We can download our council’s Air Quality Action Plan and ask questions. Are the proposed strategies good enough? Are they being implemented? Are they considering air quality when they propose new developments that will bring thousands more traffic movements to the area? Why isn’t central government giving more support to local councils for public transport funding?
We can write to our local councillors, our MP and relevant government ministers. We can encourage friends and family to do the same. We can use social media to raise awareness. Yes it does work if our politicians see that we are holding them to account.
Real time data needed
If your school or your child’s playground is in an area of concern then start advocating for mitigations. Join with others to campaign for a 24-hour air monitoring system in your area. The harm to children’s development caused by poor air quality is well understood and real time data is a necessity.
Keep abreast of local planning applications on the council website and consider whether they may impact air quality. How many more cars will developments bring? Have they considered car gridlocks and pinch points which cause idling cars to poison the air? The government advice is to turn off your engine to avoid idling but this doesn’t work when the traffic is often stop/start.
Contact your councillors and don’t be fobbed off when they say they are going to put in measures to encourage active travel and public transport. Exactly what will they do and how will you stop them suddenly changing their minds when their proposed strategies are too expensive or unpopular with the developer?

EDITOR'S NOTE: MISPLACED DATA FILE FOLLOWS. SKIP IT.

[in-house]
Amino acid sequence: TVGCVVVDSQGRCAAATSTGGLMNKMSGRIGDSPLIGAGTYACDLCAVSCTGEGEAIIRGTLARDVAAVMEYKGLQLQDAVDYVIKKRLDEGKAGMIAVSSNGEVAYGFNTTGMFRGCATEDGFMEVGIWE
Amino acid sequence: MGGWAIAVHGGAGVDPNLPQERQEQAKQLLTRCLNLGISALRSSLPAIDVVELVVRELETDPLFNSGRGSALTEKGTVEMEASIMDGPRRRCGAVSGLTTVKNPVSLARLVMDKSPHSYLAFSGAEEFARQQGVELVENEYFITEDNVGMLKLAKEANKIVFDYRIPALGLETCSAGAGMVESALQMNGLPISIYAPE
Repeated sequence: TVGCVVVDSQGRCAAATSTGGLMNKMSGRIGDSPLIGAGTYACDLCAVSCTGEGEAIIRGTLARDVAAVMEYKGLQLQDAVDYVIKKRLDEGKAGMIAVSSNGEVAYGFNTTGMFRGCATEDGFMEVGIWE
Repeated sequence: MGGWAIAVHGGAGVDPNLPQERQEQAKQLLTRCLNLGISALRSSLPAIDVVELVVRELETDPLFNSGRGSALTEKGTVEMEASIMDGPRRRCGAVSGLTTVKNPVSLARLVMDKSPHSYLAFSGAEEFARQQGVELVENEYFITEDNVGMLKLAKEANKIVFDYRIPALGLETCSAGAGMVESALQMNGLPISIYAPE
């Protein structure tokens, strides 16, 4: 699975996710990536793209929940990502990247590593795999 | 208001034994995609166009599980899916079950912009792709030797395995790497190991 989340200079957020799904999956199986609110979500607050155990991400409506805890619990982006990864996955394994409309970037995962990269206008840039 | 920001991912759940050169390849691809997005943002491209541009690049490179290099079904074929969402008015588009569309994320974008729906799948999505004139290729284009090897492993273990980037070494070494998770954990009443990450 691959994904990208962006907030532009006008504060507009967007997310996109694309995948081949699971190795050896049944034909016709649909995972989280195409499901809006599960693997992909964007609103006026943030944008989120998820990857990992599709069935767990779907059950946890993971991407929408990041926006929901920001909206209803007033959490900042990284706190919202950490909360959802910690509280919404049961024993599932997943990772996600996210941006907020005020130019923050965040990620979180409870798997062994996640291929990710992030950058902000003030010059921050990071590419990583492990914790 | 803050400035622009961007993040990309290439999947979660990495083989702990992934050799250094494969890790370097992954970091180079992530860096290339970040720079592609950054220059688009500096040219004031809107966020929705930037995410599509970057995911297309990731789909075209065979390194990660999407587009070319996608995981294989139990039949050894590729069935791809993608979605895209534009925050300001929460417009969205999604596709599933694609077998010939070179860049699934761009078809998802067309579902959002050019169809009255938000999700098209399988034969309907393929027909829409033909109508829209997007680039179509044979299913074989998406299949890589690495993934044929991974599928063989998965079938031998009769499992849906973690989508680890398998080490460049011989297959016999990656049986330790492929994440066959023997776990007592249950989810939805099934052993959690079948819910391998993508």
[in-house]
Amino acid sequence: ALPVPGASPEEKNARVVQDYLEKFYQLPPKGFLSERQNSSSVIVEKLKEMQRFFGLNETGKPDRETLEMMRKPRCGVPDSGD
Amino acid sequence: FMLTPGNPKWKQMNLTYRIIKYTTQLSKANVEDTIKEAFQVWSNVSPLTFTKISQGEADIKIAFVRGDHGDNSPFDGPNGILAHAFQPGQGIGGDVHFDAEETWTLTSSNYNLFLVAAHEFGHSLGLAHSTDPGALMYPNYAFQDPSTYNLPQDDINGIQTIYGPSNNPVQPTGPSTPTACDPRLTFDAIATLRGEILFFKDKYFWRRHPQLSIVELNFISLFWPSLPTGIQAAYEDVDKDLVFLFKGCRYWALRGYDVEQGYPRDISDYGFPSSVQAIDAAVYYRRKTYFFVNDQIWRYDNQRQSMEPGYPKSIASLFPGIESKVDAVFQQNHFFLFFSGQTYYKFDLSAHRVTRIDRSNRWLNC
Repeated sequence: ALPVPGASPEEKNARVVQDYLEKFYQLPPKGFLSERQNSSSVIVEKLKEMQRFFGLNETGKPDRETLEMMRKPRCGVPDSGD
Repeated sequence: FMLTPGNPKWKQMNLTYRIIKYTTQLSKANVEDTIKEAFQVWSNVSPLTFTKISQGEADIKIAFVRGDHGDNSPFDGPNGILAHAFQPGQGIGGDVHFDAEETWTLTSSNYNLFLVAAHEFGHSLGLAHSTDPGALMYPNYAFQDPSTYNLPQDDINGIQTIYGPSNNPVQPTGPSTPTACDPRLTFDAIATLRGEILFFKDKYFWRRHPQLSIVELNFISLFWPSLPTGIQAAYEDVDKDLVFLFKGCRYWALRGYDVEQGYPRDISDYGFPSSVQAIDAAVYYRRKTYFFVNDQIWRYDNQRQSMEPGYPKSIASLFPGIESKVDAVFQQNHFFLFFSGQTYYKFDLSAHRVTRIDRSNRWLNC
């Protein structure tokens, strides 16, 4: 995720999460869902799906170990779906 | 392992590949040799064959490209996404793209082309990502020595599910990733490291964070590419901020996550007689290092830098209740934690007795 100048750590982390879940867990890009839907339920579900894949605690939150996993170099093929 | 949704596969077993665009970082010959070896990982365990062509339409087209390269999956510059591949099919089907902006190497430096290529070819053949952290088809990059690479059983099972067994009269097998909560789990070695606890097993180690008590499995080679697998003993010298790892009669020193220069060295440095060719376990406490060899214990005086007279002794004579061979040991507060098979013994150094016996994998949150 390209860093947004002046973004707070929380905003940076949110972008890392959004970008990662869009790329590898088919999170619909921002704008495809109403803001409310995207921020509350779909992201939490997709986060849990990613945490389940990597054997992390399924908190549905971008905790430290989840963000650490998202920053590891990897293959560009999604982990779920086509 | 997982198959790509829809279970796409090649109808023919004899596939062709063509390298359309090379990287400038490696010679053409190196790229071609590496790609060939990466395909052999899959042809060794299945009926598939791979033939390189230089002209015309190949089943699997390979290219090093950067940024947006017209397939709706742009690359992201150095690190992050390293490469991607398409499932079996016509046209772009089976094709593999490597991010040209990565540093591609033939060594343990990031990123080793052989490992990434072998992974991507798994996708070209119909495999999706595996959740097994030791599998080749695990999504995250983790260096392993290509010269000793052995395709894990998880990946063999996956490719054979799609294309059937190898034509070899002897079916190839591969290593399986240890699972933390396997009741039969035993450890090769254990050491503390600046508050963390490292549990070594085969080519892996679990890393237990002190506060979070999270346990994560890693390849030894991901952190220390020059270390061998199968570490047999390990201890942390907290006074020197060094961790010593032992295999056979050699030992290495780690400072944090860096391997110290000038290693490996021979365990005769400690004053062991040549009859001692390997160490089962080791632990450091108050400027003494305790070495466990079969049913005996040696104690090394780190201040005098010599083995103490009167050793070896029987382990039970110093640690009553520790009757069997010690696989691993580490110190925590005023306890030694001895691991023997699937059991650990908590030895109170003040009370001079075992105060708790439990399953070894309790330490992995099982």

Use the KentAir website to stay informed and to use their alerts and data. If you have a health vulnerability such as asthma, lung disease, heart disease or if you have small children then use the air alerts to keep yourselves safe. Keep track of the data and, if you discover you are in an area of concern, use that data to campaign for cleaner air.
Little Ella did not die in vain
Ella’s death was a watershed. Polluted air is now accepted as a cause of early death. Asthma is the number one childhood illness in the UK. The Ella Roberta Family Foundation was founded by Ella’s family to continue to raise awareness of asthma and its link to air pollution, to support research into asthma, to advance education and environmental improvements. They campaign because Ella died. We don’t need to wait for the death of another child. We can act now.